I have occasionally attended meetings of genetic societies in hopes of stirring up interest and making contacts.  I have longed to present my data in a platform talk.  It seems to me that this has the advantage of either drawing a valid challenge or pointing out that there appears to be no valid challenge.  One on one generally results in a person staring at me and then walking away, presumable wishing he or she had never been collared. 

The meeting of the American Society of Human Genetics had been recommended to me.  Many of the meetings are clinical in tone taking a greater interest in the occurrence, nature, appearance and treatment of genetic diseases.  This meeting I am told is more scientific in tone, taking a relatively greater interest into causes and scientific principles.  That’s my interest of course.  Accordingly I arranged to go to the meeting in San Francisco this November, and goaded by my wish to make a platform presentation, a talk, or at least to be able to present a poster, I worked up some new material with my trusty computer, taking a slightly different theoretical line from before and gauging the results.  I managed to show a similar effect within the new theoretical framework and although I could demonstrate at least one effect I had never demonstrated before, the overall mechanism seemed to require some unrealistic assumptions so that I have concluded that it does not represent nature as well as the earlier model.  At least I leaned something.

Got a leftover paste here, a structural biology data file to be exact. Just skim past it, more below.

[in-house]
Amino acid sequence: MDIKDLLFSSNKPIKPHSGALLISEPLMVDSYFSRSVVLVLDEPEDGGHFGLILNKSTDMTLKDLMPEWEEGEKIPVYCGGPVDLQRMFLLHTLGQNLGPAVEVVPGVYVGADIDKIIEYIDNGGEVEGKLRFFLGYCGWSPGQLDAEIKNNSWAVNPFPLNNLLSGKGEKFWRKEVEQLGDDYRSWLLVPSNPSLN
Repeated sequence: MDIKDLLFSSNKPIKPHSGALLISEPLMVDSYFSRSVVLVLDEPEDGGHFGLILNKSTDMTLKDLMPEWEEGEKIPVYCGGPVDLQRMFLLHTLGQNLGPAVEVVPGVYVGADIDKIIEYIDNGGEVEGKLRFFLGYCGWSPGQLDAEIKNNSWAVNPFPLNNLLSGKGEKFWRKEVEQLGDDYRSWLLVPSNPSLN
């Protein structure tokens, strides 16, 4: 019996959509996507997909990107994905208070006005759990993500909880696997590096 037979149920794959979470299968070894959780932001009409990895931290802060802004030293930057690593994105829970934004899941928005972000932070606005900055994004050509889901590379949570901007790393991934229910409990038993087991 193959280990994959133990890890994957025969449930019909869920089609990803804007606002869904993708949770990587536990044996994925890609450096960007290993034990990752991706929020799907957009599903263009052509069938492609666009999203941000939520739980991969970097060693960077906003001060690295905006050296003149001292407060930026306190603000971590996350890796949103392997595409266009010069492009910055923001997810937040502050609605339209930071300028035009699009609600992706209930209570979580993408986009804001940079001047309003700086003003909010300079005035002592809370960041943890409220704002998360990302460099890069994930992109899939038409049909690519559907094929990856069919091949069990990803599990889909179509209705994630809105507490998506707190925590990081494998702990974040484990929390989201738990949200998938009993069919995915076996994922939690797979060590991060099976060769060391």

This took months of work, square yards of source code taped to the walls, hours spent punching in parameters, following time courses and averaging results with the calculator function of the computer’s operating system.  I never ask a computer to do anything I could do myself.  I always have this sense of unreliability about them since I have burnt out so many and on at least one occasion had a very embarrassing error made.  It was the computer’s error.  It just pooped on the parapet.  My problem was that I believed it without sufficiently repeating the results with slight alterations in the parameters. 

I had thought that the deadline for submitting an abstract was in September, so the end of August seemed like a good deadline to get my material worked out and begin on an abstract.  I made it with a couple of days to spare and had the abstract half written.  I consulted the meeting web site to see just how much longer I had.

The deadline had been in June. 

Expletive deleted.  Actually I didn’t lose my composure.  I shrugged the disaster off with a faint smile.  If there is one thing I’ve become accustomed to it is failure. 

Some day soon I shall make up my mind as to whether to go to the meeting at all.

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